Fed up with state cuts to public school budgets, a group of North Carolina educators are planning a job action on November 4 to protest the cuts.
The teachers organizing the job action have created a Facebook event page called “Nov. 4th Teacher Walkout Day.”
Teachers were denied a pay raise by North Carolina Governor Pat McCrory and the Republican controlled General Assembly, but the walkout is about more than a pay raise. It’s about the state’s wavering commitment to public education and public schools.
The new state budget reduces state funding for public education by $500 million, siphons public funds to private schools, and increases public school classroom sizes.
The state’s main teacher association has distanced itself from the movement.
In a statement about the planned walkout , the North Carolina Association of Educators said that the planned job action “is the consequence of the General Assembly and Governor McCrory for failing to live up to their constitutional requirements to enact budgets and policies that provide for a sound, basic education for all students in North Carolinas public schools.”
But the job action is “NOT an NCAE endorsed or sanctioned activity.”
NCAE said that it would continue to hold politicians accountable for their budget cuts.
Some news reports have labeled the planned walkout as a strike, something forbidden by North Carolina law.
But organizers of the walkout characterize it as a job action that could take many forms.
“Take a stand on November 4th and get your voice heard in any way you feel comfortable,” reads the description of action on the organizers’ website. “For some it may be taking a personal day and marching downtown. Others may prefer to overload stakeholders in our state and education with emails and calls. Make calls to news sources and government agencies or passing out fliers explaining the condition that our students and educators are facing. The goal is to get the word out and have our voices heard. We encourage all citizens to speak out particularly on this day, November 4th. Parents, students, retired teachers, teachers who have left the profession… all are welcome to participate in this event!”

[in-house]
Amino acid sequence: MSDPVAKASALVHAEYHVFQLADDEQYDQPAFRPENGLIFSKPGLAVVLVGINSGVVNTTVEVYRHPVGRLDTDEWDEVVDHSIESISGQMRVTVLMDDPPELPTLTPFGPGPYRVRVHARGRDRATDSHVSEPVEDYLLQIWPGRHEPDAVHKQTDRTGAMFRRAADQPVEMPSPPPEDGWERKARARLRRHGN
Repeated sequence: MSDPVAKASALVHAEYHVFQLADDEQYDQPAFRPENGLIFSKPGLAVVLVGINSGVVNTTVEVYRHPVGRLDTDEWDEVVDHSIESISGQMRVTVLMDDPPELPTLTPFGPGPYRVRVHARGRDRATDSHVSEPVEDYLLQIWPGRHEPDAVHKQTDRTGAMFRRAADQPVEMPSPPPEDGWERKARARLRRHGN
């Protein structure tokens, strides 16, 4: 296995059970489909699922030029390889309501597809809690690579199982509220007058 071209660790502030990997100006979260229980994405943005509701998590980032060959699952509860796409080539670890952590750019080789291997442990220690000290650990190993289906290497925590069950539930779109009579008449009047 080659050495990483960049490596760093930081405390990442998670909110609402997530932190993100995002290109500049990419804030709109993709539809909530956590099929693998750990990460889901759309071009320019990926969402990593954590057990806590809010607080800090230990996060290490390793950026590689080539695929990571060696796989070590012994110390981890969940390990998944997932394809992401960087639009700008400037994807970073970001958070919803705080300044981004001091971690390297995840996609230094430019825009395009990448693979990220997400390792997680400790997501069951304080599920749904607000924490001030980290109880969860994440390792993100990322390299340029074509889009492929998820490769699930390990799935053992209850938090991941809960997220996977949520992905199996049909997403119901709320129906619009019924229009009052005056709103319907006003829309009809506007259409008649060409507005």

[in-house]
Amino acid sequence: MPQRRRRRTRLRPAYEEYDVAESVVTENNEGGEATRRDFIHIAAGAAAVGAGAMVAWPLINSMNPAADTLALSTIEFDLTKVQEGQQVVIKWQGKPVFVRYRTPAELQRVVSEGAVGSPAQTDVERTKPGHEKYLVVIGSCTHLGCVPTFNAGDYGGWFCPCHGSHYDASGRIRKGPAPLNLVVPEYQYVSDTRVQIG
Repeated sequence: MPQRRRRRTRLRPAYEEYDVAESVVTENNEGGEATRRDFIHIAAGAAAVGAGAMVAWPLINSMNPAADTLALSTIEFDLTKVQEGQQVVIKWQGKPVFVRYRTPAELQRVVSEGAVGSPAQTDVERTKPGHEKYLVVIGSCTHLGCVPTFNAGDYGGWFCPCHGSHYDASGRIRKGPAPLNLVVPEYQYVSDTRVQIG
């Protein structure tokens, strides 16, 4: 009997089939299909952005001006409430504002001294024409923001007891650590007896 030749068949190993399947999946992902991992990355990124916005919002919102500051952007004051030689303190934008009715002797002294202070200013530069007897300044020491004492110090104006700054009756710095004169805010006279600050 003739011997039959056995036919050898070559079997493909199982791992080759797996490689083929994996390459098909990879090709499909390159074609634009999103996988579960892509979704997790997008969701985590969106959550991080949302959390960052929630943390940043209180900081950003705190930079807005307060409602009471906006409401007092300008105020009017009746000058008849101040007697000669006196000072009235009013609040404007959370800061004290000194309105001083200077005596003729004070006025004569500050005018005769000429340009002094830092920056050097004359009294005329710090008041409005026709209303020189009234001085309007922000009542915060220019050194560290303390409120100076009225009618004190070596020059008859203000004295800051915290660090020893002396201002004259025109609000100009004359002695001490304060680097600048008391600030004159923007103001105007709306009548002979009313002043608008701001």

The group’s Facebook page is filled with comments about the reasons that some teachers will be taking part in the action.
But they all can be tied back to the state leaders’ public education budget cuts, which lift the cap on class sizes, eliminate 9,000 educator positions in public schools, eliminate 10,000 Pre-K slots for young children, eliminate incentive pay for advanced degrees, and divert $50 million in public funds to private schools.
The budget also does not include a pay raise for teachers.
“We haven’t had a substantial pay raise since 2008,” said a special education teacher last summer to NEA Today after the budget was passed. “I work a second job. I’m going to have to look at my finances and see if I have to work more [hours] at my second job. I understand the need to be fiscally responsible, but at the same time you can’t say, ‘Oh we’re going to be fiscally responsible with education, but not with other things.’ It needs to be fair.”
According to NEA Today, many North Carolina teachers work a second job to make ends meet.
Since 2005, North Carolina teacher pay has been in a race to the bottom.
In 2005, state average teacher pay ranked 27th nationally. By 2012, it had plunged to 46th, making it much more difficult to attract a highly qualified educators to the profession.
As can be expected, community reaction to the job action has varied widely.
Some have criticized it, but others have embraced it.
“We spend $12,000 to educate a student and $40,000 to incarcerate that poorly educated student,” said the Rev. William D. Burton in a comment on the Facebook page “If teachers were given $40,000 per yr. per student, we may not need any prisons at all!”
” I am a retired educator who is heartbroken for the teachers and their students,” said Carolyn Pruitt. “All the decision makers want is data collection… When do the teachers get to plan and teach? When do the children get to learn? And don’t even get me started on the lack of funds and reduction of valuable teacher assistants.”